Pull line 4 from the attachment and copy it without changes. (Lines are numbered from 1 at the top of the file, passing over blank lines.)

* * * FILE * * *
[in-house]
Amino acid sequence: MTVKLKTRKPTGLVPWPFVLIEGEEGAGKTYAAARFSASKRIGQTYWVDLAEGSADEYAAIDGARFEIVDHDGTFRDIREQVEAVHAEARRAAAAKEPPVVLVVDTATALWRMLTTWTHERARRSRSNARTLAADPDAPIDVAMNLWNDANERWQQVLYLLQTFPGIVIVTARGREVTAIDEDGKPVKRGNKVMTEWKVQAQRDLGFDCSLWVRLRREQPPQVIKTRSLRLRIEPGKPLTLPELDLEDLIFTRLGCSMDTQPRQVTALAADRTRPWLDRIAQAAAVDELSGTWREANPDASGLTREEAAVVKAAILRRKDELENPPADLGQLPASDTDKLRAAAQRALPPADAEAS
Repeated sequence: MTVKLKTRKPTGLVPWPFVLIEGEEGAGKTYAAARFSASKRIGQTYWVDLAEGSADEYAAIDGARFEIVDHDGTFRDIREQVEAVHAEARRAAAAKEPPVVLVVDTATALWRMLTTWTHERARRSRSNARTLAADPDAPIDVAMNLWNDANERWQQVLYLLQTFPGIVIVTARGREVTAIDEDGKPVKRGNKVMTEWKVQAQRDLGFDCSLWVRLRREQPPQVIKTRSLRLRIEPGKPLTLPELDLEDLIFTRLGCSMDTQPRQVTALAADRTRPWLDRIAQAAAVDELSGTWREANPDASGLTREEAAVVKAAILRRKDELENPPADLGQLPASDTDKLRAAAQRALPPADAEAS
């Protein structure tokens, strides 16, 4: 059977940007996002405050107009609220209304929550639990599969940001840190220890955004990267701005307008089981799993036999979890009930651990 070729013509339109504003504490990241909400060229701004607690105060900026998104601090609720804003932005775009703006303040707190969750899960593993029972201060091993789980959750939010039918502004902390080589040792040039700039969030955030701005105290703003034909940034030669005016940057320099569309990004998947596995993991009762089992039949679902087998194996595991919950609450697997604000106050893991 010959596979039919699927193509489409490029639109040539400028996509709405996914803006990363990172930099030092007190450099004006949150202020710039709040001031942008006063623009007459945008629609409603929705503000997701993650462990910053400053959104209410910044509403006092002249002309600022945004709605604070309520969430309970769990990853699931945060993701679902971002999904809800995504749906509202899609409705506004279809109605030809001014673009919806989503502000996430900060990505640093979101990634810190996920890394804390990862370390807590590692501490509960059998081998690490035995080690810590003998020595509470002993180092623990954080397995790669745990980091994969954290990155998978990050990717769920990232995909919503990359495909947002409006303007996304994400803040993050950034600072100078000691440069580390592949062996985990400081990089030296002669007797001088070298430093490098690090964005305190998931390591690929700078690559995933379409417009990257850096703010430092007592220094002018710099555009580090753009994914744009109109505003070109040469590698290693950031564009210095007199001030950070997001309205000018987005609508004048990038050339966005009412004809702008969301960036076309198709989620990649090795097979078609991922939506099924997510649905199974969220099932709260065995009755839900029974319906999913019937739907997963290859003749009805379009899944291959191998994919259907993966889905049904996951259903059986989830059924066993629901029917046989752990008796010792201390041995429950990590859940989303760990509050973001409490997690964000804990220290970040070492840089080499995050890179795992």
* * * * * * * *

């Protein structure tokens, strides 16, 4: 059977940007996002405050107009609220209304929550639990599969940001840190220890955004990267701005307008089981799993036999979890009930651990 070729013509339109504003504490990241909400060229701004607690105060900026998104601090609720804003932005775009703006303040707190969750899960593993029972201060091993789980959750939010039918502004902390080589040792040039700039969030955030701005105290703003034909940034030669005016940057320099569309990004998947596995993991009762089992039949679902087998194996595991919950609450697997604000106050893991 010959596979039919699927193509489409490029639109040539400028996509709405996914803006990363990172930099030092007190450099004006949150202020710039709040001031942008006063623009007459945008629609409603929705503000997701993650462990910053400053959104209410910044509403006092002249002309600022945004709605604070309520969430309970769990990853699931945060993701679902971002999904809800995504749906509202899609409705506004279809109605030809001014673009919806989503502000996430900060990505640093979101990634810190996920890394804390990862370390807590590692501490509960059998081998690490035995080690810590003998020595509470002993180092623990954080397995790669745990980091994969954290990155998978990050990717769920990232995909919503990359495909947002409006303007996304994400803040993050950034600072100078000691440069580390592949062996985990400081990089030296002669007797001088070298430093490098690090964005305190998931390591690929700078690559995933379409417009990257850096703010430092007592220094002018710099555009580090753009994914744009109109505003070109040469590698290693950031564009210095007199001030950070997001309205000018987005609508004048990038050339966005009412004809702008969301960036076309198709989620990649090795097979078609991922939506099924997510649905199974969220099932709260065995009755839900029974319906999913019937739907997963290859003749009805379009899944291959191998994919259907993966889905049904996951259903059986989830059924066993629901029917046989752990008796010792201390041995429950990590859940989303760990509050973001409490997690964000804990220290970040070492840089080499995050890179795992």